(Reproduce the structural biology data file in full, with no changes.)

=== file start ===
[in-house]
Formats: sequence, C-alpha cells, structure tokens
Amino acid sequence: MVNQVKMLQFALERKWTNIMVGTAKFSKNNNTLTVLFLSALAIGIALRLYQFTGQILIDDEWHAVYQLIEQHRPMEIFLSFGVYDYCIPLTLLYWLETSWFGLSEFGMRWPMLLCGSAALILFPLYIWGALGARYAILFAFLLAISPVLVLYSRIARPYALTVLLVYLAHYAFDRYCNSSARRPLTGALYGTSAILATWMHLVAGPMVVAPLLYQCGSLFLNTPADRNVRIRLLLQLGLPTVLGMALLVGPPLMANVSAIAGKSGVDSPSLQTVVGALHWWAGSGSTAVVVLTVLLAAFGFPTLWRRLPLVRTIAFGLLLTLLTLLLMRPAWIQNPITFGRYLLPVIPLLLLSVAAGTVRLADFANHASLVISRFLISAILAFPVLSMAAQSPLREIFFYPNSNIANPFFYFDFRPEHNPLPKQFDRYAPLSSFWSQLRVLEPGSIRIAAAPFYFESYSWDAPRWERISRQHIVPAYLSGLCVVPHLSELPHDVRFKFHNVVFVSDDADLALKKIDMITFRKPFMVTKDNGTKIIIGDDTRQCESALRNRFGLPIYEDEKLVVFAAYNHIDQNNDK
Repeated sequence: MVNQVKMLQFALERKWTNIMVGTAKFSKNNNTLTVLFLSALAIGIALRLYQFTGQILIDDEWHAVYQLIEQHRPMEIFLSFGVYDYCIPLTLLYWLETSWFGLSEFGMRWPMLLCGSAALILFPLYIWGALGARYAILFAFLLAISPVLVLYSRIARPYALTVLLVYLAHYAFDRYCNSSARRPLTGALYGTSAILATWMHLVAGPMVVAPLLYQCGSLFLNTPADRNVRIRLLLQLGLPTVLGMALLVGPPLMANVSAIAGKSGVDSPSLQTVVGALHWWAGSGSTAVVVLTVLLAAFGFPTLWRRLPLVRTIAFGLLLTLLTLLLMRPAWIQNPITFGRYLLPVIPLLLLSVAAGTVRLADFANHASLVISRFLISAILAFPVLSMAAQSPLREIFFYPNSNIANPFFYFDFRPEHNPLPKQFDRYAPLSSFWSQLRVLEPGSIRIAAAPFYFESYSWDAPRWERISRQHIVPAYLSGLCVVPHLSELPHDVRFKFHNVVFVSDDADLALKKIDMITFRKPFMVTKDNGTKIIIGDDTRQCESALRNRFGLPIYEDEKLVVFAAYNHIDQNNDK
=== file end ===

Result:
[in-house]
Formats: sequence, C-alpha cells, structure tokens
Amino acid sequence: MVNQVKMLQFALERKWTNIMVGTAKFSKNNNTLTVLFLSALAIGIALRLYQFTGQILIDDEWHAVYQLIEQHRPMEIFLSFGVYDYCIPLTLLYWLETSWFGLSEFGMRWPMLLCGSAALILFPLYIWGALGARYAILFAFLLAISPVLVLYSRIARPYALTVLLVYLAHYAFDRYCNSSARRPLTGALYGTSAILATWMHLVAGPMVVAPLLYQCGSLFLNTPADRNVRIRLLLQLGLPTVLGMALLVGPPLMANVSAIAGKSGVDSPSLQTVVGALHWWAGSGSTAVVVLTVLLAAFGFPTLWRRLPLVRTIAFGLLLTLLTLLLMRPAWIQNPITFGRYLLPVIPLLLLSVAAGTVRLADFANHASLVISRFLISAILAFPVLSMAAQSPLREIFFYPNSNIANPFFYFDFRPEHNPLPKQFDRYAPLSSFWSQLRVLEPGSIRIAAAPFYFESYSWDAPRWERISRQHIVPAYLSGLCVVPHLSELPHDVRFKFHNVVFVSDDADLALKKIDMITFRKPFMVTKDNGTKIIIGDDTRQCESALRNRFGLPIYEDEKLVVFAAYNHIDQNNDK
Repeated sequence: MVNQVKMLQFALERKWTNIMVGTAKFSKNNNTLTVLFLSALAIGIALRLYQFTGQILIDDEWHAVYQLIEQHRPMEIFLSFGVYDYCIPLTLLYWLETSWFGLSEFGMRWPMLLCGSAALILFPLYIWGALGARYAILFAFLLAISPVLVLYSRIARPYALTVLLVYLAHYAFDRYCNSSARRPLTGALYGTSAILATWMHLVAGPMVVAPLLYQCGSLFLNTPADRNVRIRLLLQLGLPTVLGMALLVGPPLMANVSAIAGKSGVDSPSLQTVVGALHWWAGSGSTAVVVLTVLLAAFGFPTLWRRLPLVRTIAFGLLLTLLTLLLMRPAWIQNPITFGRYLLPVIPLLLLSVAAGTVRLADFANHASLVISRFLISAILAFPVLSMAAQSPLREIFFYPNSNIANPFFYFDFRPEHNPLPKQFDRYAPLSSFWSQLRVLEPGSIRIAAAPFYFESYSWDAPRWERISRQHIVPAYLSGLCVVPHLSELPHDVRFKFHNVVFVSDDADLALKKIDMITFRKPFMVTKDNGTKIIIGDDTRQCESALRNRFGLPIYEDEKLVVFAAYNHIDQNNDK